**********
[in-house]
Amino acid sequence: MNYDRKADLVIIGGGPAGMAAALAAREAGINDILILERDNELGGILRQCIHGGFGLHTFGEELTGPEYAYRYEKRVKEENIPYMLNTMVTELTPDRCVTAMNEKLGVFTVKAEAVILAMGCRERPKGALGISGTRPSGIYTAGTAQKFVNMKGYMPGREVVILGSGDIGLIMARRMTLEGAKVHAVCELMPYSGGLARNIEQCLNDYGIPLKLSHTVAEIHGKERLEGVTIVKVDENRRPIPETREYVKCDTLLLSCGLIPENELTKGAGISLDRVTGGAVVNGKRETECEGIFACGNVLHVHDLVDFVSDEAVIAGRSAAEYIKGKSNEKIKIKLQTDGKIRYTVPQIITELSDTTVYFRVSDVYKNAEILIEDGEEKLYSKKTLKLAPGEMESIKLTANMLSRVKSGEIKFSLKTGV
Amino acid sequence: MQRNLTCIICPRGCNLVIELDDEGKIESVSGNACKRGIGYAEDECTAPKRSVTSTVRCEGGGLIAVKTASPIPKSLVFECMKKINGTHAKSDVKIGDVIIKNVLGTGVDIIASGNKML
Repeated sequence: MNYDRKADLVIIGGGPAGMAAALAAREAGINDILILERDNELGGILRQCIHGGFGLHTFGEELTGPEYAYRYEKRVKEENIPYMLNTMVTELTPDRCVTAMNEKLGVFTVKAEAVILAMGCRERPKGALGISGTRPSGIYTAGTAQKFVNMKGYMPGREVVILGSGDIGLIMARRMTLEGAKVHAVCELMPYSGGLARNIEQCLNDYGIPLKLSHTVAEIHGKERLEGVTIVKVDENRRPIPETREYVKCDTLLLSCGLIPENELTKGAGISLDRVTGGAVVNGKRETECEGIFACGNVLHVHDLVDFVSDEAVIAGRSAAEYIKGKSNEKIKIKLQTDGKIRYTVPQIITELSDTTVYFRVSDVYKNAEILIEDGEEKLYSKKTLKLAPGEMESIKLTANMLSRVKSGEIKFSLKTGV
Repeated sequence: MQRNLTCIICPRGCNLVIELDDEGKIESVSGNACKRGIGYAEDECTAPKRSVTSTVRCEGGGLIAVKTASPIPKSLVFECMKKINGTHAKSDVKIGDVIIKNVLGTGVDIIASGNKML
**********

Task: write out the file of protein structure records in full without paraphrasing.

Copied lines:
[in-house]
Amino acid sequence: MNYDRKADLVIIGGGPAGMAAALAAREAGINDILILERDNELGGILRQCIHGGFGLHTFGEELTGPEYAYRYEKRVKEENIPYMLNTMVTELTPDRCVTAMNEKLGVFTVKAEAVILAMGCRERPKGALGISGTRPSGIYTAGTAQKFVNMKGYMPGREVVILGSGDIGLIMARRMTLEGAKVHAVCELMPYSGGLARNIEQCLNDYGIPLKLSHTVAEIHGKERLEGVTIVKVDENRRPIPETREYVKCDTLLLSCGLIPENELTKGAGISLDRVTGGAVVNGKRETECEGIFACGNVLHVHDLVDFVSDEAVIAGRSAAEYIKGKSNEKIKIKLQTDGKIRYTVPQIITELSDTTVYFRVSDVYKNAEILIEDGEEKLYSKKTLKLAPGEMESIKLTANMLSRVKSGEIKFSLKTGV
Amino acid sequence: MQRNLTCIICPRGCNLVIELDDEGKIESVSGNACKRGIGYAEDECTAPKRSVTSTVRCEGGGLIAVKTASPIPKSLVFECMKKINGTHAKSDVKIGDVIIKNVLGTGVDIIASGNKML
Repeated sequence: MNYDRKADLVIIGGGPAGMAAALAAREAGINDILILERDNELGGILRQCIHGGFGLHTFGEELTGPEYAYRYEKRVKEENIPYMLNTMVTELTPDRCVTAMNEKLGVFTVKAEAVILAMGCRERPKGALGISGTRPSGIYTAGTAQKFVNMKGYMPGREVVILGSGDIGLIMARRMTLEGAKVHAVCELMPYSGGLARNIEQCLNDYGIPLKLSHTVAEIHGKERLEGVTIVKVDENRRPIPETREYVKCDTLLLSCGLIPENELTKGAGISLDRVTGGAVVNGKRETECEGIFACGNVLHVHDLVDFVSDEAVIAGRSAAEYIKGKSNEKIKIKLQTDGKIRYTVPQIITELSDTTVYFRVSDVYKNAEILIEDGEEKLYSKKTLKLAPGEMESIKLTANMLSRVKSGEIKFSLKTGV
Repeated sequence: MQRNLTCIICPRGCNLVIELDDEGKIESVSGNACKRGIGYAEDECTAPKRSVTSTVRCEGGGLIAVKTASPIPKSLVFECMKKINGTHAKSDVKIGDVIIKNVLGTGVDIIASGNKML